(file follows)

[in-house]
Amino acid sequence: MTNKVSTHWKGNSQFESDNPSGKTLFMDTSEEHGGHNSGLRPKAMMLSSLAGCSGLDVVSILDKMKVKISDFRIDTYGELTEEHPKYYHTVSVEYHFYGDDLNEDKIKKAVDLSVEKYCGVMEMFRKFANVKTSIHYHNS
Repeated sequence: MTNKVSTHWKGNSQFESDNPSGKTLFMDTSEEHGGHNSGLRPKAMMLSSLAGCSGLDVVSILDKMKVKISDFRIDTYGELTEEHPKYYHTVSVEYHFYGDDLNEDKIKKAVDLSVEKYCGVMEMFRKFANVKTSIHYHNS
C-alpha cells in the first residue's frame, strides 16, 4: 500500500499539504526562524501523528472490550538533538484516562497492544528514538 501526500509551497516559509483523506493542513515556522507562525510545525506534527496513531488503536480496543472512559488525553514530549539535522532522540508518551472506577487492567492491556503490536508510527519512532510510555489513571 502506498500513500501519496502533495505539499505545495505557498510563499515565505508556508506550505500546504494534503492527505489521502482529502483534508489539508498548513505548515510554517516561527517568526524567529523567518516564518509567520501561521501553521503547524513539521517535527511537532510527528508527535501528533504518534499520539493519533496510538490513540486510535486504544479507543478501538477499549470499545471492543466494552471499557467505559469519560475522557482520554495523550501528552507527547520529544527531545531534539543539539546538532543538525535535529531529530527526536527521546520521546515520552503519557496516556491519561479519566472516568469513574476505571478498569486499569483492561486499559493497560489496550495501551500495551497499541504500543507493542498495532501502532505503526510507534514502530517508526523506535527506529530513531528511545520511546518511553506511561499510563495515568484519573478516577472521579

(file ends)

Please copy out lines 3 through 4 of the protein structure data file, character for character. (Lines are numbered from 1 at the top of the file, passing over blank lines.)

Repeated sequence: MTNKVSTHWKGNSQFESDNPSGKTLFMDTSEEHGGHNSGLRPKAMMLSSLAGCSGLDVVSILDKMKVKISDFRIDTYGELTEEHPKYYHTVSVEYHFYGDDLNEDKIKKAVDLSVEKYCGVMEMFRKFANVKTSIHYHNS
C-alpha cells in the first residue's frame, strides 16, 4: 500500500499539504526562524501523528472490550538533538484516562497492544528514538 501526500509551497516559509483523506493542513515556522507562525510545525506534527496513531488503536480496543472512559488525553514530549539535522532522540508518551472506577487492567492491556503490536508510527519512532510510555489513571 502506498500513500501519496502533495505539499505545495505557498510563499515565505508556508506550505500546504494534503492527505489521502482529502483534508489539508498548513505548515510554517516561527517568526524567529523567518516564518509567520501561521501553521503547524513539521517535527511537532510527528508527535501528533504518534499520539493519533496510538490513540486510535486504544479507543478501538477499549470499545471492543466494552471499557467505559469519560475522557482520554495523550501528552507527547520529544527531545531534539543539539546538532543538525535535529531529530527526536527521546520521546515520552503519557496516556491519561479519566472516568469513574476505571478498569486499569483492561486499559493497560489496550495501551500495551497499541504500543507493542498495532501502532505503526510507534514502530517508526523506535527506529530513531528511545520511546518511553506511561499510563495515568484519573478516577472521579